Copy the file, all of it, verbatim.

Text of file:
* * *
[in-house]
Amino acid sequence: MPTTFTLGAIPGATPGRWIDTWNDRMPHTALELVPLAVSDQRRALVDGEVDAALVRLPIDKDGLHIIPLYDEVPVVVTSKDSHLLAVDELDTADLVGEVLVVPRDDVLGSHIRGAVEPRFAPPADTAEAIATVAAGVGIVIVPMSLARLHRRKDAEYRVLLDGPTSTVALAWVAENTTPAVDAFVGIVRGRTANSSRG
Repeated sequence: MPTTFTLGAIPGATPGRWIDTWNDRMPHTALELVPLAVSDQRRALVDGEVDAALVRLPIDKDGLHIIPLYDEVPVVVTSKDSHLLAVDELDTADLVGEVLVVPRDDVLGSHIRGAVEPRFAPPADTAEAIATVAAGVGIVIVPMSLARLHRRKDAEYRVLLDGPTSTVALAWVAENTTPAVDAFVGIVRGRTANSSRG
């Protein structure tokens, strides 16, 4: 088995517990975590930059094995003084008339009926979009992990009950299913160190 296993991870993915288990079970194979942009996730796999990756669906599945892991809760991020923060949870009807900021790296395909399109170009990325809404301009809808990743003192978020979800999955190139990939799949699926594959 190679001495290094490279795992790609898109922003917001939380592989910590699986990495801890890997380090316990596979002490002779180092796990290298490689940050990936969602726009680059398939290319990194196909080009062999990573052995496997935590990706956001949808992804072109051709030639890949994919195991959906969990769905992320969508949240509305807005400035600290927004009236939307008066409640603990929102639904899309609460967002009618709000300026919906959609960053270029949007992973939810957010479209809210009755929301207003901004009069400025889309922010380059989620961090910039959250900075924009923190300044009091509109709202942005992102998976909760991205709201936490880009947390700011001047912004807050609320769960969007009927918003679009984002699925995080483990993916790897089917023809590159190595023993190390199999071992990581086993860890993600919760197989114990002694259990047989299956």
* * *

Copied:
[in-house]
Amino acid sequence: MPTTFTLGAIPGATPGRWIDTWNDRMPHTALELVPLAVSDQRRALVDGEVDAALVRLPIDKDGLHIIPLYDEVPVVVTSKDSHLLAVDELDTADLVGEVLVVPRDDVLGSHIRGAVEPRFAPPADTAEAIATVAAGVGIVIVPMSLARLHRRKDAEYRVLLDGPTSTVALAWVAENTTPAVDAFVGIVRGRTANSSRG
Repeated sequence: MPTTFTLGAIPGATPGRWIDTWNDRMPHTALELVPLAVSDQRRALVDGEVDAALVRLPIDKDGLHIIPLYDEVPVVVTSKDSHLLAVDELDTADLVGEVLVVPRDDVLGSHIRGAVEPRFAPPADTAEAIATVAAGVGIVIVPMSLARLHRRKDAEYRVLLDGPTSTVALAWVAENTTPAVDAFVGIVRGRTANSSRG
């Protein structure tokens, strides 16, 4: 088995517990975590930059094995003084008339009926979009992990009950299913160190 296993991870993915288990079970194979942009996730796999990756669906599945892991809760991020923060949870009807900021790296395909399109170009990325809404301009809808990743003192978020979800999955190139990939799949699926594959 190679001495290094490279795992790609898109922003917001939380592989910590699986990495801890890997380090316990596979002490002779180092796990290298490689940050990936969602726009680059398939290319990194196909080009062999990573052995496997935590990706956001949808992804072109051709030639890949994919195991959906969990769905992320969508949240509305807005400035600290927004009236939307008066409640603990929102639904899309609460967002009618709000300026919906959609960053270029949007992973939810957010479209809210009755929301207003901004009069400025889309922010380059989620961090910039959250900075924009923190300044009091509109709202942005992102998976909760991205709201936490880009947390700011001047912004807050609320769960969007009927918003679009984002699925995080483990993916790897089917023809590159190595023993190390199999071992990581086993860890993600919760197989114990002694259990047989299956």